I wonder what results could have been if the verbs were more common to each language... I mean, if I don't know a verb, I can only guess the perfective/imperfective aspect form. But what if I have a similar (or almost similar) sounding verb?
    OK, I promise to get a couple of verbs that quite similar. :)

    Jana
     

    papillon

    Senior Member
    Russian (Ukraine)
    This thread made me think deeper about the whole aspect of aspects in Slavic languages. While the system of noun cases is often cited as the main obstacles/difficulty in learning Slavic languages, I think cases are actually proving to be not all that hard. Part of the reason is that other popular languages, inlcuding Latin and German have them. For langauges that don't, explaining cases is proving quite manageabel.

    It appears that it is the the aspect system that is most difficult to comprehend for non-native speakers. The rules governing imperfective-to-perfective (and vice versa) transition are not straighforward. Perfect.-imperfect. realtionship isn't always 1:1, so that the meaning of the verb can change quite a bit when all you're trying to do is change the aspect of a verb.

    Think of cases where an imperfective verb is changed into perfective by adding a prefix (with a change of meaning), and then back to imperfective by adding a suffix. Quite a handful to learn, if you ask me...


     

    Marga H

    Senior Member
    Poland,Polish
    If the wrong perfective form is used, will the word still be understood? Or will it sound like a non-existent word?

    Especially those that have an internal syllable added in.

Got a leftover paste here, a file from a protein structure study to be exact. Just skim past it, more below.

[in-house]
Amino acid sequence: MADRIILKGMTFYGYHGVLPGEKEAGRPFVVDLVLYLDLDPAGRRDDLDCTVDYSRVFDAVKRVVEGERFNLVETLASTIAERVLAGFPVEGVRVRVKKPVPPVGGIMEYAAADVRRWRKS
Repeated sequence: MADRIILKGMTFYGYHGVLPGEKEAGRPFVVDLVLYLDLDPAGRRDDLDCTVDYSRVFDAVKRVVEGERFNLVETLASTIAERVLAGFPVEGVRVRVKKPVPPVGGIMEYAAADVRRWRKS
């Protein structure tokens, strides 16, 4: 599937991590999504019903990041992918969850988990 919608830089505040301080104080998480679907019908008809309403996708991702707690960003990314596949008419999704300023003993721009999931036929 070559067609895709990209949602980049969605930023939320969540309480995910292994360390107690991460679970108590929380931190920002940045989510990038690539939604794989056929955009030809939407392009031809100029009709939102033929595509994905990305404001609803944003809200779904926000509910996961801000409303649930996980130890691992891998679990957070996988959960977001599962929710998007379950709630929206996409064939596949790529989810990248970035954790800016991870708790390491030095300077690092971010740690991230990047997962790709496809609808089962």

It may also have a different meaning (as you see from Jana's experiment:) )
    I agree with Papillon that aspects are more difficult than cases to learn for nonslavic students (however maybe we should ask THEM ?)
    There are no strict rules and usually there are a lot of verbs making words' family.In English you add preposition after verb (look at,look for,look out) In Polish we use prefixes not only to form perfective aspect but also to form derivatives(zaglądać,oglądać,wyglądać,przeglądać,doglądać)And each verb can have its aspect partner.
    Only if you know a pair of verbs I think it is easy to guess which one of them is perfective or imperfective.
    On the other hand richness and diversity of language make it interesting,don't they?:)
     

    Thomas1

    Senior Member
    polszczyzna warszawska
    I don’t speak Czech at all but I gave myself a stub, here it goes:
    to hang - věšet - zavěšet
    to sleep - spát - vy-/zaspát (I think the first one should be a pronominal verb but I dunno the reflexive in Czech)
    to shine - svítit – roz-/zasví(e?)tit
    to sing - zpívat – vy-/zazpívat

    Perfective verbs - guess imperfective:
    to invent - vynalézt - ?
    to infuriate - rozčílit - čílit
    to rip - roztrhnout - rhnout
    to cook - uvařit – vařit

    I couldn’t come up with imperfective form of vynalézt since (z)nalézt sounds perfective to me…:confused: maybe vynaídyvat no... that sounds too-Polish-like even to my Czech ears :D
    How did it go? :)
    Now, I am going to have a look at the rest of the posts and see the breath-taking results :D ;)
     

    Jana337

    Senior Member
    čeština
    I don’t speak Czech at all but I gave myself a stub, here it goes:
    to hang - věšet - zavěšet Does not exist but not too bad. Zavěsit would be fine.
    to sleep - spát - vy-/zaspát (I think the first one should be a pronominal verb but I dunno the reflexive in Czech) Just diacritics wrong. Vyspat se, zaspat.
    to shine - svítit – roz-/zasví(e?)tit Excellent. Rozsvítit, zasvítit.
    to sing - zpívat – vy-/zazpívat Excellent.

    Perfective verbs - guess imperfective:
    to invent - vynalézt - ? Vynalézat.
    to infuriate - rozčílit - čílit Not bad, see about.
    to rip - roztrhnout - rhnout Incomprehensible. :)
    to cook - uvařit – vařit Correct.

    I couldn’t come up with imperfective form of vynalézt since (z)nalézt sounds perfective to me…:confused: maybe vynaídyvat no... that sounds too-Polish-like even to my Czech ears :D
    How did it go? :)
    Now, I am going to have a look at the rest of the posts and see the breath-taking results :D ;)
    Very decent!

    Jana
     

    jazyk

    Senior Member
    Brazílie, portugalština
    I agree with Papillon that aspects are more difficult than cases to learn for nonslavic students (however maybe we should ask THEM ?)
    True, but Romance languages, with their plethora of moods and tenses, come very close to Slavic aspects.